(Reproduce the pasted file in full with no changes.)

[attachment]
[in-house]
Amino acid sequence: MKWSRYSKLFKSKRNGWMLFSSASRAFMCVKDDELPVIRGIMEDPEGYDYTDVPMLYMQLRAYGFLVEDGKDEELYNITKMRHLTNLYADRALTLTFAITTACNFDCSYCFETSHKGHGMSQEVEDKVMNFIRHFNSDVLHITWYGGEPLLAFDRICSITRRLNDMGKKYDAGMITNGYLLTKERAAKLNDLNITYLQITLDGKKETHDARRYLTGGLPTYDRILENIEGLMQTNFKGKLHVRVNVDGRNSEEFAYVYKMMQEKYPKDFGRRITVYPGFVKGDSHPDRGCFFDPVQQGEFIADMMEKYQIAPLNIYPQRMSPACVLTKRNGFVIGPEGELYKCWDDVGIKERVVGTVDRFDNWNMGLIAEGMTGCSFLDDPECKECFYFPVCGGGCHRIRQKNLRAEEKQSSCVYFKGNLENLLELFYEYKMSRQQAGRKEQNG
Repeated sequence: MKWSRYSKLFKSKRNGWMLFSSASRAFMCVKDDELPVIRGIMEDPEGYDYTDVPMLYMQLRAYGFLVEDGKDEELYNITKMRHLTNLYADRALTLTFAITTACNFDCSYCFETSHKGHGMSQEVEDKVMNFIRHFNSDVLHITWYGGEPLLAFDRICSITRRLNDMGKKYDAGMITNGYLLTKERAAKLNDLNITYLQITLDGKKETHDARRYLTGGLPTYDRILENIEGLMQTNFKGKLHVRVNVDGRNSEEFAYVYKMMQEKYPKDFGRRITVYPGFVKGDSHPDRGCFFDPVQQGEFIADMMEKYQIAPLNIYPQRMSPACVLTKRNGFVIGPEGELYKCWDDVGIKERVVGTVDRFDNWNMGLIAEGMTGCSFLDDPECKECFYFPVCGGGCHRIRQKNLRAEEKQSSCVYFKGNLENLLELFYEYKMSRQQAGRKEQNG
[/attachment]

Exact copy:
[in-house]
Amino acid sequence: MKWSRYSKLFKSKRNGWMLFSSASRAFMCVKDDELPVIRGIMEDPEGYDYTDVPMLYMQLRAYGFLVEDGKDEELYNITKMRHLTNLYADRALTLTFAITTACNFDCSYCFETSHKGHGMSQEVEDKVMNFIRHFNSDVLHITWYGGEPLLAFDRICSITRRLNDMGKKYDAGMITNGYLLTKERAAKLNDLNITYLQITLDGKKETHDARRYLTGGLPTYDRILENIEGLMQTNFKGKLHVRVNVDGRNSEEFAYVYKMMQEKYPKDFGRRITVYPGFVKGDSHPDRGCFFDPVQQGEFIADMMEKYQIAPLNIYPQRMSPACVLTKRNGFVIGPEGELYKCWDDVGIKERVVGTVDRFDNWNMGLIAEGMTGCSFLDDPECKECFYFPVCGGGCHRIRQKNLRAEEKQSSCVYFKGNLENLLELFYEYKMSRQQAGRKEQNG
Repeated sequence: MKWSRYSKLFKSKRNGWMLFSSASRAFMCVKDDELPVIRGIMEDPEGYDYTDVPMLYMQLRAYGFLVEDGKDEELYNITKMRHLTNLYADRALTLTFAITTACNFDCSYCFETSHKGHGMSQEVEDKVMNFIRHFNSDVLHITWYGGEPLLAFDRICSITRRLNDMGKKYDAGMITNGYLLTKERAAKLNDLNITYLQITLDGKKETHDARRYLTGGLPTYDRILENIEGLMQTNFKGKLHVRVNVDGRNSEEFAYVYKMMQEKYPKDFGRRITVYPGFVKGDSHPDRGCFFDPVQQGEFIADMMEKYQIAPLNIYPQRMSPACVLTKRNGFVIGPEGELYKCWDDVGIKERVVGTVDRFDNWNMGLIAEGMTGCSFLDDPECKECFYFPVCGGGCHRIRQKNLRAEEKQSSCVYFKGNLENLLELFYEYKMSRQQAGRKEQNG